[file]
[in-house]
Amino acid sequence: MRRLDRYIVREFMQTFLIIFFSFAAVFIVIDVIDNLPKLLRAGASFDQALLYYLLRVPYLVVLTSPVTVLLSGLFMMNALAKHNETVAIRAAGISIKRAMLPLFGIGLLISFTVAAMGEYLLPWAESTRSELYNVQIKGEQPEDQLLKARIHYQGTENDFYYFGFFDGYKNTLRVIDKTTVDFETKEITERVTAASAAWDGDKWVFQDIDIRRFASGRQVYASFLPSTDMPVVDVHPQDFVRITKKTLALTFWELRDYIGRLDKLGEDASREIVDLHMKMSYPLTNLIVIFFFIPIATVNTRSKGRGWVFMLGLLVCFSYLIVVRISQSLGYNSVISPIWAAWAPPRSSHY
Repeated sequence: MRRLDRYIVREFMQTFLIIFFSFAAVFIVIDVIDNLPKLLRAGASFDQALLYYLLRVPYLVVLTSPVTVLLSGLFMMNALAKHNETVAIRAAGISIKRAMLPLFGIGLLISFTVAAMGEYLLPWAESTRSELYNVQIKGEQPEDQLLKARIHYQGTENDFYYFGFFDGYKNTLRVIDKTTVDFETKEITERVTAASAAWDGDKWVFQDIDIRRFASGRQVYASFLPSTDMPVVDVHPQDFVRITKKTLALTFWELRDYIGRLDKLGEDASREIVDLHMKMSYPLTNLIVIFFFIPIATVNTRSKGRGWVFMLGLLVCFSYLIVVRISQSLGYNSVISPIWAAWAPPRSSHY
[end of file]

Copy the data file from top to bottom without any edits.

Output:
[in-house]
Amino acid sequence: MRRLDRYIVREFMQTFLIIFFSFAAVFIVIDVIDNLPKLLRAGASFDQALLYYLLRVPYLVVLTSPVTVLLSGLFMMNALAKHNETVAIRAAGISIKRAMLPLFGIGLLISFTVAAMGEYLLPWAESTRSELYNVQIKGEQPEDQLLKARIHYQGTENDFYYFGFFDGYKNTLRVIDKTTVDFETKEITERVTAASAAWDGDKWVFQDIDIRRFASGRQVYASFLPSTDMPVVDVHPQDFVRITKKTLALTFWELRDYIGRLDKLGEDASREIVDLHMKMSYPLTNLIVIFFFIPIATVNTRSKGRGWVFMLGLLVCFSYLIVVRISQSLGYNSVISPIWAAWAPPRSSHY
Repeated sequence: MRRLDRYIVREFMQTFLIIFFSFAAVFIVIDVIDNLPKLLRAGASFDQALLYYLLRVPYLVVLTSPVTVLLSGLFMMNALAKHNETVAIRAAGISIKRAMLPLFGIGLLISFTVAAMGEYLLPWAESTRSELYNVQIKGEQPEDQLLKARIHYQGTENDFYYFGFFDGYKNTLRVIDKTTVDFETKEITERVTAASAAWDGDKWVFQDIDIRRFASGRQVYASFLPSTDMPVVDVHPQDFVRITKKTLALTFWELRDYIGRLDKLGEDASREIVDLHMKMSYPLTNLIVIFFFIPIATVNTRSKGRGWVFMLGLLVCFSYLIVVRISQSLGYNSVISPIWAAWAPPRSSHY